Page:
Not that I'm saying someone on here would knowingly sell a fake, but what if they bought it at a knife show where a dishonest seller misrepresented a well made fake? Damascus blanks are readily available for a cheap price, and with basic skills you could shape it and fake the handle. All that's missing is stamping a logo of whatever maker you're trying to fake, and now you have a blade that would sell for several thousand $'s. Maybe someone here bought it years ago from someone else who thought it was real and honestly believes it to be a real piece from that maker.

    I recently bought a pair of higher end used speakers, the owner offered to also sell me the speaker cables that he had hooked up. The speakers retailed for $10,000 (Egglestonworks Rosa's) and the cables had a retail of $3600 (Transparent Audio Ultra's). He had a beautiful listening room, great equipment that is on the level that you'd expect of those pieces, and everything was in perfect condition. I almost bought the cables, but didn't have the cash. They looked perfect, I'm very familiar with the brand and have several of their other cables purchased from AD's, I just didn't have the cash with me for both. After I got home, I did an ebay search to check the used value and found a listing and the 2nd picture showed same serial #'s on the back ! These fakes were PERFECT, except for the serial #'s being used somewhere else...such a small detail. I called the guy back and told him what I found and he swore he had no idea, he had bought them off of another enthusiast on a respected audio forum...I would have probably never known had I not found the duplicate pair for sale from Asia. So maybe it's just this recent experience that has me doubting the authenticity of higher priced items, but I go back to my original question, is the high end knife market large enough that buyers should be weary of fakes?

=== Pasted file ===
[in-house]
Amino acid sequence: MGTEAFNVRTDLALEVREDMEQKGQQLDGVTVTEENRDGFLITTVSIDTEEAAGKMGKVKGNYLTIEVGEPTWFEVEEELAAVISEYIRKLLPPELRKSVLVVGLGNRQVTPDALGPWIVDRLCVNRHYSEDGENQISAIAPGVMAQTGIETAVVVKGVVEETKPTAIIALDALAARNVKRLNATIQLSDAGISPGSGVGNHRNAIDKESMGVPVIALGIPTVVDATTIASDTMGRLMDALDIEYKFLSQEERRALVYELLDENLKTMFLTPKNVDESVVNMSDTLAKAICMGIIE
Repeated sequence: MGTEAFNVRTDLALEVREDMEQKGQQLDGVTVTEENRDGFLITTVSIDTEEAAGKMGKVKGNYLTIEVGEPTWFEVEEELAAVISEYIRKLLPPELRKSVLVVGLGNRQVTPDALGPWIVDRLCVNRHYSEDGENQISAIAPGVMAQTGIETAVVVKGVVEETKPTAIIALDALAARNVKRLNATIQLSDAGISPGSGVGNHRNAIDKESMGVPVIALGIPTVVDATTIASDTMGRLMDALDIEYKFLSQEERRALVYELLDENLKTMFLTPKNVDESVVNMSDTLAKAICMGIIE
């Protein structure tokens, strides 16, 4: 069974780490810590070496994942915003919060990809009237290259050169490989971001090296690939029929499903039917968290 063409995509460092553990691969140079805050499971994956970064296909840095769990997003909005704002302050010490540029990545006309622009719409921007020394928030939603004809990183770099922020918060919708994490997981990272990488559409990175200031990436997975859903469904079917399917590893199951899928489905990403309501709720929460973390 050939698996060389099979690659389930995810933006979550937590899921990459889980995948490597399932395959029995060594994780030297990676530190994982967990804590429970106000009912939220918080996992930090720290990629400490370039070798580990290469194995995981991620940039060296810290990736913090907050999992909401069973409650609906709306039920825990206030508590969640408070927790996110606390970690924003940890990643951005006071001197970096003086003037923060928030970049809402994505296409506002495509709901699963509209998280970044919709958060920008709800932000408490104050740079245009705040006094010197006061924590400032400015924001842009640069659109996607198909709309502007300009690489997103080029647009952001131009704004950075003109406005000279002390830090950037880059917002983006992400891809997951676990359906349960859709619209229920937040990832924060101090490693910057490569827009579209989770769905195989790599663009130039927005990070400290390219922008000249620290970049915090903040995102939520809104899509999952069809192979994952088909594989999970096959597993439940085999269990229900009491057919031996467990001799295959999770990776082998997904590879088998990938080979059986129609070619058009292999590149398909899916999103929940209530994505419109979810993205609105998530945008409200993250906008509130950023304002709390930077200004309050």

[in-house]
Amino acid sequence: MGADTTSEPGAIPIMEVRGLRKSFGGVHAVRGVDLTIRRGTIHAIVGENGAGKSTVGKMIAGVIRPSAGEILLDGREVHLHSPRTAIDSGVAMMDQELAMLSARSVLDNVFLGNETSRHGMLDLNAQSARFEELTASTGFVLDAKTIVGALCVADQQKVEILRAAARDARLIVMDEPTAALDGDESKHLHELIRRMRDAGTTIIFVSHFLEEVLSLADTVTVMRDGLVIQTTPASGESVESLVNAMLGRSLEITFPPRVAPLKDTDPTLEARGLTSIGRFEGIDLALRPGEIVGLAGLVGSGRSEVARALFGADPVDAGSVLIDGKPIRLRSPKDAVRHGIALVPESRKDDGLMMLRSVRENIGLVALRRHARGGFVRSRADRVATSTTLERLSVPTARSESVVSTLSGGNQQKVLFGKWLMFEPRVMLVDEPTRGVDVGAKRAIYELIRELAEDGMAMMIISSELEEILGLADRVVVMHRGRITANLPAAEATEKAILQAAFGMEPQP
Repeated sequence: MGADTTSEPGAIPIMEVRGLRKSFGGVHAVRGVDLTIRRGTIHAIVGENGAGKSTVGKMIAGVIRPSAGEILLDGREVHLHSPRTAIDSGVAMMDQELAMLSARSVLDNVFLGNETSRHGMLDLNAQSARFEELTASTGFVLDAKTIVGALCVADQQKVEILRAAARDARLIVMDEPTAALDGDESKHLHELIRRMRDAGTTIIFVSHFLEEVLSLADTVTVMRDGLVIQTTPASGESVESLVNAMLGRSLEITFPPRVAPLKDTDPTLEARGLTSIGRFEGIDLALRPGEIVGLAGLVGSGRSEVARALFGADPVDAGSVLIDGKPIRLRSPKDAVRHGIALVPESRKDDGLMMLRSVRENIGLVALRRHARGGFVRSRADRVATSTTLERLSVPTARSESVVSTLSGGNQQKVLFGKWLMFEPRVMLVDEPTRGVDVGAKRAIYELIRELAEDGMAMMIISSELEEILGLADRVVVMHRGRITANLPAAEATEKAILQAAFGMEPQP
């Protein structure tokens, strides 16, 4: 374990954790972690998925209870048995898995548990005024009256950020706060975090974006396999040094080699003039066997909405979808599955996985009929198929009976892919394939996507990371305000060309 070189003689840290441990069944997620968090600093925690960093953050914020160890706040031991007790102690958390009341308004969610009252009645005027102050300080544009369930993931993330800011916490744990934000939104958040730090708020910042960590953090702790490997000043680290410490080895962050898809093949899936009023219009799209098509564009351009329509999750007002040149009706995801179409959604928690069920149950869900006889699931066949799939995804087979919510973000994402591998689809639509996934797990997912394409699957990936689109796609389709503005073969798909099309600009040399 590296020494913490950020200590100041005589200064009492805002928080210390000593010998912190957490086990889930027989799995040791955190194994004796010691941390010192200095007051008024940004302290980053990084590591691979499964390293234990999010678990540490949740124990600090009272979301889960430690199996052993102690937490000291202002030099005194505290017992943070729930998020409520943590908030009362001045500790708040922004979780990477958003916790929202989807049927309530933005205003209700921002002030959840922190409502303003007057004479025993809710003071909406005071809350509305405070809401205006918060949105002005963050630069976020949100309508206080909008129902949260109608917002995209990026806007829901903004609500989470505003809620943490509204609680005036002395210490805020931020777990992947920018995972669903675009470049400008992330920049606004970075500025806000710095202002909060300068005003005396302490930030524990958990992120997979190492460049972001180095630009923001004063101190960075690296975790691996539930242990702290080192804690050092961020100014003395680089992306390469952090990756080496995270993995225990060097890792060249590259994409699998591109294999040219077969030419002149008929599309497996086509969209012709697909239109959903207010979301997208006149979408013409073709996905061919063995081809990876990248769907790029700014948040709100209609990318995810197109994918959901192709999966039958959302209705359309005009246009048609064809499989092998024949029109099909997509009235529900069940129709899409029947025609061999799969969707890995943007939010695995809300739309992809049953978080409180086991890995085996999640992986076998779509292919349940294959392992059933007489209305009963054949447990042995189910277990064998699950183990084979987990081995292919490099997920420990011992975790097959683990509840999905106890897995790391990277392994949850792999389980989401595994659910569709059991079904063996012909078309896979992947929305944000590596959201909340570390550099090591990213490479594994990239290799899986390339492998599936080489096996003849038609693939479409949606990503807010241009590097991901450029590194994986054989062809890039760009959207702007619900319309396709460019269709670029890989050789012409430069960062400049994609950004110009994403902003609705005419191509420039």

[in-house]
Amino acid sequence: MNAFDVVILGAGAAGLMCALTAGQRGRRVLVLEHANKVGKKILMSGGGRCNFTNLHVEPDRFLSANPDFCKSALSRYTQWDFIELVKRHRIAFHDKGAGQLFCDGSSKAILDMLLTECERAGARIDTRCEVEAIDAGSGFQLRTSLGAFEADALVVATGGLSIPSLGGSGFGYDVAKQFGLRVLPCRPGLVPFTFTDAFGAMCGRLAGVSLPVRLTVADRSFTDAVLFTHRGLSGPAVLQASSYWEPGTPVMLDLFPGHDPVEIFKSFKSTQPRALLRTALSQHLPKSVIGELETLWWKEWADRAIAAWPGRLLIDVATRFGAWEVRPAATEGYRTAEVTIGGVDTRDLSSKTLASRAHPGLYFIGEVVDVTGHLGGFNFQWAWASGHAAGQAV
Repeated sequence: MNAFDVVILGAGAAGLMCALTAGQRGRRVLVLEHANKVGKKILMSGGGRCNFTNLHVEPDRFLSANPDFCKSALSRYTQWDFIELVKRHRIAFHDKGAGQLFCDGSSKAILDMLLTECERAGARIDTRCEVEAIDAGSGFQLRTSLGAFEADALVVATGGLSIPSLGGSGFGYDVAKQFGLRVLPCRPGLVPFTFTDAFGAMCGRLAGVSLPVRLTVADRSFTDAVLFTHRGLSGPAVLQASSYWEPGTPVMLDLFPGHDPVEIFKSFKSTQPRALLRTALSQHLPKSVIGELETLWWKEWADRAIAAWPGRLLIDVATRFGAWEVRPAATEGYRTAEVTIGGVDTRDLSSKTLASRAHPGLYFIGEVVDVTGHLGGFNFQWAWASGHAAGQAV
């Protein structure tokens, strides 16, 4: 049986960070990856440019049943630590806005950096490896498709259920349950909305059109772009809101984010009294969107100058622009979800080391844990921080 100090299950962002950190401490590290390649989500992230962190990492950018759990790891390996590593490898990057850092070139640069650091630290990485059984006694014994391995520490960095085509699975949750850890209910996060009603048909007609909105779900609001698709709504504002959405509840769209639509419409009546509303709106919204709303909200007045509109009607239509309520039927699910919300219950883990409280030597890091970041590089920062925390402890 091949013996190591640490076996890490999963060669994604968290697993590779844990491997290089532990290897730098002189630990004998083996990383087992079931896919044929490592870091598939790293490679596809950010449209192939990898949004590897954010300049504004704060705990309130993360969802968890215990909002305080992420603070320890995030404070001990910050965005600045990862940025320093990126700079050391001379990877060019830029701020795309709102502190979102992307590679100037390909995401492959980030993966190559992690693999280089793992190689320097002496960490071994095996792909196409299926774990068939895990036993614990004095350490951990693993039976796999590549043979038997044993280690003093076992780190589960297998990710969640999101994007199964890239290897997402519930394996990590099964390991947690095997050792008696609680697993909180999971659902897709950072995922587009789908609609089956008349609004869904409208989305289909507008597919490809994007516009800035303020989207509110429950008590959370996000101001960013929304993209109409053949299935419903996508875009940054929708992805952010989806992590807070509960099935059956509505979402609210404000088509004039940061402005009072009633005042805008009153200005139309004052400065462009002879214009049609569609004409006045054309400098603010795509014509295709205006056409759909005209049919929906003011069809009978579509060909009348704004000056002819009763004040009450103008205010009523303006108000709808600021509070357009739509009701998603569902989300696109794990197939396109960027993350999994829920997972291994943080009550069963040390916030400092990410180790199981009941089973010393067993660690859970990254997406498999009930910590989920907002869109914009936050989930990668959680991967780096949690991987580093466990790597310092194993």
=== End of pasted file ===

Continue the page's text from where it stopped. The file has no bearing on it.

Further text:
So, the questions I was hoping to open up for discussion:

    -Is the kitchen knife market at the point where we need to be concerned about purchasing a fake?

    -Are there certain brands more likely to be faked than others?

    -Has anyone had experience in purchasing a fake, and if so, how did you determine it was not authentic?

  10. #10
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    Quote Originally Posted by dwalker View Post
    I've often wondered the same thing about counterfeit knives, Shigs in particular. Since almost nobody uses them, how would the buyer know they were fake?
    No body uses them? I've been using my two for a number of years.